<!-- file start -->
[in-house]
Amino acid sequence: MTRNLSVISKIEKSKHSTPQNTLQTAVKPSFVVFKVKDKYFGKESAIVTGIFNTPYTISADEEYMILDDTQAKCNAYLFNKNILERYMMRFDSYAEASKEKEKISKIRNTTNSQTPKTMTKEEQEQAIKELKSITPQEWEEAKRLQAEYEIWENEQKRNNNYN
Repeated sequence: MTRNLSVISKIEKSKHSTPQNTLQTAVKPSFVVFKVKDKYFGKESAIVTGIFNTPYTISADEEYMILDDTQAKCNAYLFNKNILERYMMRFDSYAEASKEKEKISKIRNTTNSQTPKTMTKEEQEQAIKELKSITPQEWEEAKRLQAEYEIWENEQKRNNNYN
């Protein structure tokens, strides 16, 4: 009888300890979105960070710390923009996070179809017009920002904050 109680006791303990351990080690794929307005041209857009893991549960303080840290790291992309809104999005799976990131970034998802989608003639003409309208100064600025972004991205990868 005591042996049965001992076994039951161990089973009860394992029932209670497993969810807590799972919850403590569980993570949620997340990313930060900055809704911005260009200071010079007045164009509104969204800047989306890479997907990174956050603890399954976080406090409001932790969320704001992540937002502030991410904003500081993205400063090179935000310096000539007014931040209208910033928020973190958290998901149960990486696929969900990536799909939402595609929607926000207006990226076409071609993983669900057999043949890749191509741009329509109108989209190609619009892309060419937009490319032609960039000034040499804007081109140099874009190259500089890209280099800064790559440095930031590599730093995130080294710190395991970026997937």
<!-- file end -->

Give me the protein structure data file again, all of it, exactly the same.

[in-house]
Amino acid sequence: MTRNLSVISKIEKSKHSTPQNTLQTAVKPSFVVFKVKDKYFGKESAIVTGIFNTPYTISADEEYMILDDTQAKCNAYLFNKNILERYMMRFDSYAEASKEKEKISKIRNTTNSQTPKTMTKEEQEQAIKELKSITPQEWEEAKRLQAEYEIWENEQKRNNNYN
Repeated sequence: MTRNLSVISKIEKSKHSTPQNTLQTAVKPSFVVFKVKDKYFGKESAIVTGIFNTPYTISADEEYMILDDTQAKCNAYLFNKNILERYMMRFDSYAEASKEKEKISKIRNTTNSQTPKTMTKEEQEQAIKELKSITPQEWEEAKRLQAEYEIWENEQKRNNNYN
């Protein structure tokens, strides 16, 4: 009888300890979105960070710390923009996070179809017009920002904050 109680006791303990351990080690794929307005041209857009893991549960303080840290790291992309809104999005799976990131970034998802989608003639003409309208100064600025972004991205990868 005591042996049965001992076994039951161990089973009860394992029932209670497993969810807590799972919850403590569980993570949620997340990313930060900055809704911005260009200071010079007045164009509104969204800047989306890479997907990174956050603890399954976080406090409001932790969320704001992540937002502030991410904003500081993205400063090179935000310096000539007014931040209208910033928020973190958290998901149960990486696929969900990536799909939402595609929607926000207006990226076409071609993983669900057999043949890749191509741009329509109108989209190609619009892309060419937009490319032609960039000034040499804007081109140099874009190259500089890209280099800064790559440095930031590599730093995130080294710190395991970026997937």